The airport was crammed with people…it was as chaotic as I have ever found it. Paid for my visa, grabbed my bags and after a mini drama with the customs officials, they took the base radio that I was bringing in on behalf of CMA. According to the logistics guy who came to pick me up, it’s no big deal…it has happened before.
It’s great to be back. The rest of the evening passed Without any incidences.

Church de-construction

After a second attempt we managed to land in Juaibor. The cows on the airstrip had forced the pilot to change the direction at which he approached the airstrip. The village was out to welcome the plane and curious to see what it had come to bring to them, some of the pastors were there to welcome me. It is always great to see these men. There’s a sense of excitement in me whenever I see them, there is great potential for church growth and strengthening represented in these men.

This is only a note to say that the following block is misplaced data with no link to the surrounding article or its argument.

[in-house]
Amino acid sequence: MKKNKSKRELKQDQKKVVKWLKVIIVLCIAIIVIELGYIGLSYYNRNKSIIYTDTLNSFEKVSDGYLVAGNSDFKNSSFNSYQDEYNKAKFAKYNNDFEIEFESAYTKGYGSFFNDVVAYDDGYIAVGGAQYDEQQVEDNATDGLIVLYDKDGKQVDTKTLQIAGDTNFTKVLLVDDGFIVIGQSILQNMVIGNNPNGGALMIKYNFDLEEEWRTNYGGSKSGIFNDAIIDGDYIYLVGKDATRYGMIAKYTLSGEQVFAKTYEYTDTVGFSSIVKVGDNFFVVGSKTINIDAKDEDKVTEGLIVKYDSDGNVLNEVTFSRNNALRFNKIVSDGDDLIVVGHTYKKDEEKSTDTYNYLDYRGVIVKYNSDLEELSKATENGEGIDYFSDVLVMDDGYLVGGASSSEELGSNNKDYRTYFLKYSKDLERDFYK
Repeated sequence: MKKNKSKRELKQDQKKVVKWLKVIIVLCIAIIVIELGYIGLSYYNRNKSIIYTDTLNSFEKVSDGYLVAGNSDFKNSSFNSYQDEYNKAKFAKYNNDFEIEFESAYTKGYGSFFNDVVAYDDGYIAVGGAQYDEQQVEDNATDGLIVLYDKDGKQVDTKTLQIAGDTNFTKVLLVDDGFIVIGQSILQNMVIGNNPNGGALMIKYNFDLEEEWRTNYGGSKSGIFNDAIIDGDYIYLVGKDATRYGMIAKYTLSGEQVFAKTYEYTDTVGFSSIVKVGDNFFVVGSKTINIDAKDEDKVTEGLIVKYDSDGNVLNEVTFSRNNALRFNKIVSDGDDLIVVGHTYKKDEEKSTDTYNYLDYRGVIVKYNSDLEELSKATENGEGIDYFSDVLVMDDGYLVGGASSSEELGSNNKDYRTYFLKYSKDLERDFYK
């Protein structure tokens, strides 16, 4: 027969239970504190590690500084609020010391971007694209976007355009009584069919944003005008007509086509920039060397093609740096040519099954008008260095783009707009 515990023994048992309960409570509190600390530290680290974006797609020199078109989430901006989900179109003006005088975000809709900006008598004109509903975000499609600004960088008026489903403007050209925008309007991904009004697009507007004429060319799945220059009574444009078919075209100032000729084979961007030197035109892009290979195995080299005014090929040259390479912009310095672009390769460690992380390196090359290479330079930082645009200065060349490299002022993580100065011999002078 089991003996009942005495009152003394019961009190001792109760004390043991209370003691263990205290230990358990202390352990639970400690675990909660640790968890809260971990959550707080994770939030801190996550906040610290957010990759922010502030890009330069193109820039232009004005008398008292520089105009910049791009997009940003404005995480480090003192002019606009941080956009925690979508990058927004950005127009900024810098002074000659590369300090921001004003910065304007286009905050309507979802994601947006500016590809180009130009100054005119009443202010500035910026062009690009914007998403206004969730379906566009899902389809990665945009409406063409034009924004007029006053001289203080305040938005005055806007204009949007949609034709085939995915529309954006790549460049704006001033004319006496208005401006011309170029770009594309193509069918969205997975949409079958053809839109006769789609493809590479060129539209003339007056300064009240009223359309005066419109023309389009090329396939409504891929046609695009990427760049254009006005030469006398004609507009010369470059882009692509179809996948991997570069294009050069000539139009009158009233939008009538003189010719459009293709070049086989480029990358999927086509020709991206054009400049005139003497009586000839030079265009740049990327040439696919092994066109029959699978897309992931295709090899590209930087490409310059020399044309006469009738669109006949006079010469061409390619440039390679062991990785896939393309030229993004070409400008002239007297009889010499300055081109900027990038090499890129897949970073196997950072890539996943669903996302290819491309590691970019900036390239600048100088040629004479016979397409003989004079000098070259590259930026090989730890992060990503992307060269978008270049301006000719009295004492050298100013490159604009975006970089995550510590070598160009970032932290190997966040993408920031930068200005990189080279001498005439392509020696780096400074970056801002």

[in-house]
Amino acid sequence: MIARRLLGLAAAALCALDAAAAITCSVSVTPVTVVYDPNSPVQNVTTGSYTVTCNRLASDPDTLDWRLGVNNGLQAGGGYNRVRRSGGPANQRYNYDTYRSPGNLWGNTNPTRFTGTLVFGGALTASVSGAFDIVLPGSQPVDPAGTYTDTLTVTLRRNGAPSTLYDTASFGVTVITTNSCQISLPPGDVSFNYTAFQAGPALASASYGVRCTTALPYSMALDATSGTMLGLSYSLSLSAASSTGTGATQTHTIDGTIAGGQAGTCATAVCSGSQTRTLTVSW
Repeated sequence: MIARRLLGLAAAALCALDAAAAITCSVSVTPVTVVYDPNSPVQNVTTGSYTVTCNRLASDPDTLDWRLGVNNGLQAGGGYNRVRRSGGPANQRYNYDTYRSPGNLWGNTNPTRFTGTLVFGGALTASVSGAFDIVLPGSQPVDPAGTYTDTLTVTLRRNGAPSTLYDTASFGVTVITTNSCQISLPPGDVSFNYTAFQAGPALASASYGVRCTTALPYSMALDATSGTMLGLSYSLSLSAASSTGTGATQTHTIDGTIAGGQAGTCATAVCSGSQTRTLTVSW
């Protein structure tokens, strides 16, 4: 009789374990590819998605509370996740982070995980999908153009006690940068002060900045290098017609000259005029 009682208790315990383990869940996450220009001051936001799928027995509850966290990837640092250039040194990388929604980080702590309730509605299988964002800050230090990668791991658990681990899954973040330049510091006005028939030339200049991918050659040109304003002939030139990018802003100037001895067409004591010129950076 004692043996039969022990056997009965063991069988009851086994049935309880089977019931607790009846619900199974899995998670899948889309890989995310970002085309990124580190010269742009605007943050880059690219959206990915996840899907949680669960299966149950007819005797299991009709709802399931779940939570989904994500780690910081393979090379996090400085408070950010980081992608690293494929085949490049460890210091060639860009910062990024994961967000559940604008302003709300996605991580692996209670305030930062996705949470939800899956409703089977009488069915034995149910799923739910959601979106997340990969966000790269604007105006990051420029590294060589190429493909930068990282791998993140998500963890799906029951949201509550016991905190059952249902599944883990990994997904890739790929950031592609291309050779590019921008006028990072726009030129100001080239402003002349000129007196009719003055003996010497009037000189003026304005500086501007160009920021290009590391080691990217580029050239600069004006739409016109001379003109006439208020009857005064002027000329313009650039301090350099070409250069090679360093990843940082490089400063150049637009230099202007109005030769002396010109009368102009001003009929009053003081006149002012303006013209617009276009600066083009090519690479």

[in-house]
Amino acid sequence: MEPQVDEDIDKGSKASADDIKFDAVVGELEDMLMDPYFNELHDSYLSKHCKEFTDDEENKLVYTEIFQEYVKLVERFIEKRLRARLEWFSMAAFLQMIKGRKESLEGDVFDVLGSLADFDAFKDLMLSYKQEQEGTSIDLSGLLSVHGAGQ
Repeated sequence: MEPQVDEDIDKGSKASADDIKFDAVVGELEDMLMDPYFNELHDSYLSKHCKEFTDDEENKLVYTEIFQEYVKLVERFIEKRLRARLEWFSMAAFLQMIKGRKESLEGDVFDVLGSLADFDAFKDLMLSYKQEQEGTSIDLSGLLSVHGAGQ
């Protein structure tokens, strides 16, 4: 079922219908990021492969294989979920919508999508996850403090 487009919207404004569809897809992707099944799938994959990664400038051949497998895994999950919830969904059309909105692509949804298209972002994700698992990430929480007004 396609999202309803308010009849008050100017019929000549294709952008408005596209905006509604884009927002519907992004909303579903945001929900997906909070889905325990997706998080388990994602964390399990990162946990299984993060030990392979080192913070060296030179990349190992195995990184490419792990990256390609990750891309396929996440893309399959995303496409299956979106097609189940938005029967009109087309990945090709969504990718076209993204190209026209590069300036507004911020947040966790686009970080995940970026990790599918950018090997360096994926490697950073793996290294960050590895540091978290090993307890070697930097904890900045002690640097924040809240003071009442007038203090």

This quote by CS Lewis is a truth i seek to grasp for my life and ministry both here and back home… “You have never talked to a mere mortal. Nations, cultures, arts, civilizations—these are mortal, and their life is to ours as the life of a gnat. But it is immortals whom we joke with, work with, marry, snub, and exploit—immortal horrors or everlasting splendors… Remember that the dullest and most uninteresting person you may talk to may one day be a creature which, if you saw it now, you would be strongly tempted to worship, or else a horror and corruption such as you meet, if at all, only in a nightmare.”